Publication Details

Millard, M., Sreenivasa, M. & Mombaur, K. (2017). Predicting the Motions and Forces of Wearable Robotic Systems Using Optimal Control. Frontiers in Robotics and AI, 4 (41), 1-12.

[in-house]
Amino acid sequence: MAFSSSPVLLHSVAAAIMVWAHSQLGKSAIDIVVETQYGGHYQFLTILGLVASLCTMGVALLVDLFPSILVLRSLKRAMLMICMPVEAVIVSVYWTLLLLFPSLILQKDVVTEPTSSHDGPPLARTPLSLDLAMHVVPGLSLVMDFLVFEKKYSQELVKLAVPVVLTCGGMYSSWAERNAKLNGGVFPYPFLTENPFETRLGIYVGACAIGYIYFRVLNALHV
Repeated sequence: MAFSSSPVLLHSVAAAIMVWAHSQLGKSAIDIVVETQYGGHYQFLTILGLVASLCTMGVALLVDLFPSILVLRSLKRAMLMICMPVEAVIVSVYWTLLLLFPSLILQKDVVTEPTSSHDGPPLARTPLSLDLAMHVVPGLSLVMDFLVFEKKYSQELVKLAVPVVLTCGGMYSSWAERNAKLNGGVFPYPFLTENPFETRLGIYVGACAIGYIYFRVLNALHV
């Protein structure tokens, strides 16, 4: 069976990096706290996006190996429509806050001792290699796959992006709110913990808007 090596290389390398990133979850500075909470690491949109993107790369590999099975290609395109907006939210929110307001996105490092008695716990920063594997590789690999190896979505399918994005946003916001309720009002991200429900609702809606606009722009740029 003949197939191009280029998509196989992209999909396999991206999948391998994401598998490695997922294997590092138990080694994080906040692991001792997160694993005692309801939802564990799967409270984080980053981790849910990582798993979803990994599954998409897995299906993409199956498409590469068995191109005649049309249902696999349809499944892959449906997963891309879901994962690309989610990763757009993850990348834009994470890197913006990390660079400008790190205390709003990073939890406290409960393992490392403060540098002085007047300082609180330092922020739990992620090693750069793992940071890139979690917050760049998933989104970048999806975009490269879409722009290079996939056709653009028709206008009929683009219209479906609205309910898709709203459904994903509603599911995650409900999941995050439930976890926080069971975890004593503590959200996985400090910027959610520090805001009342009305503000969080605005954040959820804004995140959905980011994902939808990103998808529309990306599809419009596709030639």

Wearable robotic systems are being developed to prevent injury to the low back. Designing a wearable robotic system is challenging because it is difficult to predict how the exoskeleton will affect the movement of the wearer. To aid the design of exoskeletons, we formulate and numerically solve an optimal control problem (OCP) to predict the movements and forces of a person as they lift a 15 kg box from the ground both without (human-only OCP) and with (with-exo OCP) the aid of an exoskeleton. We model the human body as a sagittal-plane multibody system that is actuated by agonist and antagonist pairs of muscle torque generators (MTGs) at each joint. Using the literature as a guide, we have derived a set of MTGs that capture the active torque-angle, passive torque-angle, and torque-velocity characteristics of the flexor and extensor groups surrounding the hip, knee, ankle, lumbar spine, shoulder, elbow, and wrist. Uniquely, these MTGs are continuous to the second derivative and so are compatible with gradient-based optimization. The exoskeleton is modeled as a rigid-body mechanism that is actuated by a motor at the hip and the lumbar spine and is coupled to the wearer through kinematic constraints. We evaluate our results by comparing our predictions with experimental recordings of a human subject. Our results indicate that the predicted peak lumbar-flexion angles and extension torques of the human-only OCP are within the range reported in the literature. The results of the with-exo OCP indicate that the exoskeleton motors should provide relatively little support during the descent to the box but apply a substantial amount of support during the ascent phase. The support provided by the lumbar motor is similar in shape to the net moment generated at the L5/S1 joint by the body; however, the support of the hip motor is more complex because it is coupled to the passive forces that are being generated by the hip extensors of the human subject. The simulations developed in this study are specific to lifting motion and a lower back exoskeleton. However, the framework is applicable for simulating a large range of robotic-assisted human motions.



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